Karnataka Chief Minister Siddaramaiah has successfully pushed BJP to the corner in the state. Photograph: (Others)
BJP is finding the charges of corruption, dynasty and disunity themes irrelevant to corner the Congress party in Karnataka
Karnataka Chief Minister Siddaramaiah seems to be hitting right chords over the past three months by pushing BJP to a corner in the state. It would be safe to say that Karnataka is the only state where BJP is facing a resurgent Congress under Siddaramaiah, who after 3 years of bad press has turned the table around and pushed BJP to the corner on issues central to the people of the state. In every other state but Karnataka, BJP has successfully used corruption, dynasty and disunity themes to marginalise the Congress. It is only in Karnataka that the state's chief minister has successfully played the ‘son of the soil’ card to push back an aggressive BJP.
It is only in Karnataka that the state's chief minister has successfully played the ‘son of the soil’ card to push back an aggressive BJP.
Whether it his position on the language or the flag, the sentiments which the CM has evoked is that of a person who cares intensely about the cultural landscape of the state. He has also shown an inclination to implement a new cultural policy which would be dedicated to promoting local cinema and literature. The policy is also inclusive. It also entails local harmony cells. It also intends to curb moral policing which has become a scourge in some of the state ruled by BJP where the male aggressor is always imagined as a minority. The state also intends to set aside a sum of money to promote local artists. People may dismiss it as populist or superficial, but for a state with the rich history of literary culture and modern aspiration, Siddaramaiah has taken the right step.
Many can still accuse Siddaramaiah of pushing state level chauvinism but if you look all across India, successful chief ministers have been the ambassadors of the state pride and have successfully positioned themselves as the custodian of culture and political pride of their respective regions as opposed to the Centre. Whether it is a resurgence of TDP in united Andhra or TRS of Telangana or BJD of Orissa, all of them represent unique political aspirations of the state within the Indian democratic setup.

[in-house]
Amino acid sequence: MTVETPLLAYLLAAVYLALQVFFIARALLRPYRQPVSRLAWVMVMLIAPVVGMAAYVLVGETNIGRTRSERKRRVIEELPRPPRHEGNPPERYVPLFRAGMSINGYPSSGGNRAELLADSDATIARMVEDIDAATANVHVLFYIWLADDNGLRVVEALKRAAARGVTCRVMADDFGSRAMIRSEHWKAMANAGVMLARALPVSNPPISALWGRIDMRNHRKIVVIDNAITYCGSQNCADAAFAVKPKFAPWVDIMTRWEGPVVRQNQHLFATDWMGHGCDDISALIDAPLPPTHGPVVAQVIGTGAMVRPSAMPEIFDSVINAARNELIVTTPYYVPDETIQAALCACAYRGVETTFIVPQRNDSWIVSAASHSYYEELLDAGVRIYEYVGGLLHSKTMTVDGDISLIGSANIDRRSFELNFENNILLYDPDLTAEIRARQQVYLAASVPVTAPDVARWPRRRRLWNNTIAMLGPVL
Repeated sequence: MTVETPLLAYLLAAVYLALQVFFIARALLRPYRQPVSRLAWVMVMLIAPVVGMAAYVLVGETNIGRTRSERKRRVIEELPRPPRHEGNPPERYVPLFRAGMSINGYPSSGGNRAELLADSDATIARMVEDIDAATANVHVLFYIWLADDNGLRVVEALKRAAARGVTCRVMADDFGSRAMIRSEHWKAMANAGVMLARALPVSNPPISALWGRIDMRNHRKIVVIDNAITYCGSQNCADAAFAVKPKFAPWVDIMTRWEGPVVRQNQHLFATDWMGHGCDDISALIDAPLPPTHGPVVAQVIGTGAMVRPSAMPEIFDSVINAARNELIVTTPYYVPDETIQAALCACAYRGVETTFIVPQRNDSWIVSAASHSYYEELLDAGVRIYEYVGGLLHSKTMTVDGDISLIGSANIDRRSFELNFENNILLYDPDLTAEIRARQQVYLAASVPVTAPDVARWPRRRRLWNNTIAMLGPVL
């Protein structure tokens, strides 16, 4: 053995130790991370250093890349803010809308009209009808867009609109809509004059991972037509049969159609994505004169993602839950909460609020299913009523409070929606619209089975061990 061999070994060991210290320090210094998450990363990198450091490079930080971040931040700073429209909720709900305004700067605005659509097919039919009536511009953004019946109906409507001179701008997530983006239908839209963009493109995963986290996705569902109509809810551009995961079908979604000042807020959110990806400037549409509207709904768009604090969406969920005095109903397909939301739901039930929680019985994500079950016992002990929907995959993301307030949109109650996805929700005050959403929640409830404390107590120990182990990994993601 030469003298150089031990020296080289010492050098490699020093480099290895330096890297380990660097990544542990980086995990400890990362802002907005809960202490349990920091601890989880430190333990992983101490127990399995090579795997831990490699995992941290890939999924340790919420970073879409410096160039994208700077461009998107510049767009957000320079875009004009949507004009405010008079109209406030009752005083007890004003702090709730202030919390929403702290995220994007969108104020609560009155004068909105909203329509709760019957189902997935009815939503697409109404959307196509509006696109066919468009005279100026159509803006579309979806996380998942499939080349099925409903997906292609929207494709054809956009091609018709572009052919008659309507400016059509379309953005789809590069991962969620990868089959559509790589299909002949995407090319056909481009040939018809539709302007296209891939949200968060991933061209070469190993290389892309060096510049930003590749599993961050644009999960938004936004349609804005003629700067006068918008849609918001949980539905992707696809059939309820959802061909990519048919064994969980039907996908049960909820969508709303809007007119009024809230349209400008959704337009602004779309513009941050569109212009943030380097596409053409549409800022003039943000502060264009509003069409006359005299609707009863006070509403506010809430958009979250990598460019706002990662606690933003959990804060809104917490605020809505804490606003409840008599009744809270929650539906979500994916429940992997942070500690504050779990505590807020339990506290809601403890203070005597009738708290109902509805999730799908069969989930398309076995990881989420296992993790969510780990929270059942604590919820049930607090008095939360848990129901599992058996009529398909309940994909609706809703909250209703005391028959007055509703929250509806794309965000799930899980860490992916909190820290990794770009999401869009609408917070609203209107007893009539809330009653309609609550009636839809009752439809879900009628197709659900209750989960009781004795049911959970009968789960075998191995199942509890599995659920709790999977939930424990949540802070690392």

The concept of undivided Hindi vote is an accepted academic and political jargon then exceptional Kannadiga linguistic pride too shouldn’t bother the Indian right.
Nitish Kumar, when opposed to the BJP, won Bihar on the issue of Bihari asmita. For Mamata, it was 'Ma Maati and Maanush'. Similarly, the Karnataka chief minister has very successfully deployed the son of the soil culture card, which is laced with the sensitivity attached to the language.
Though polishing off Hindi names from metro and railway station is extreme but if seen through the prism of sending a message to the electorate then the job has been done. It is like saying that if the concept of undivided Hindi vote is an accepted academic and political jargon then exceptional Kannadiga linguistic pride too shouldn’t bother the Indian right. It is expected of them to oppose it from the position of nationalism but they understand that such politics is replete with danger. It can get TV eye balls in Delhi, but will definitely cut votes in Karnataka.
For BJP to win it, will have to come down from the issue of corruption as Siddaramaiah has changed the rule of the game.
If BJP wants to fight the elections against Siddaramaiah then it will have to intelligently focus on meatier issues rather than using the department of income tax and Central Bureau of Investigation liberally. For BJP to win, it will have to come down from the issue of corruption as Siddaramaiah has changed the rule of the game. Karnataka, this time too, might keep up with its reputation of voting against the national trend. It will also reaffirm how important prominent regional faces are which Congress today finds bereft of. A lot of people might not like Karnataka CM in Delhi, but he is the only one who can take the might of an aggressive BJP in the country.
Siddaramaiah might have lost the earlier rounds by generating bad press in Bengaluru, but the canny old politician seems to have learned his lesson well, namely, publically associating with issues which are central to the Kannadiga pride and making other issues irrelevant. Lastly, he has an added advantage in Karnataka: he neither has the baggage of a Laloo type of a politician nor internal bickering which is jeopardising BJP's prospect in the state.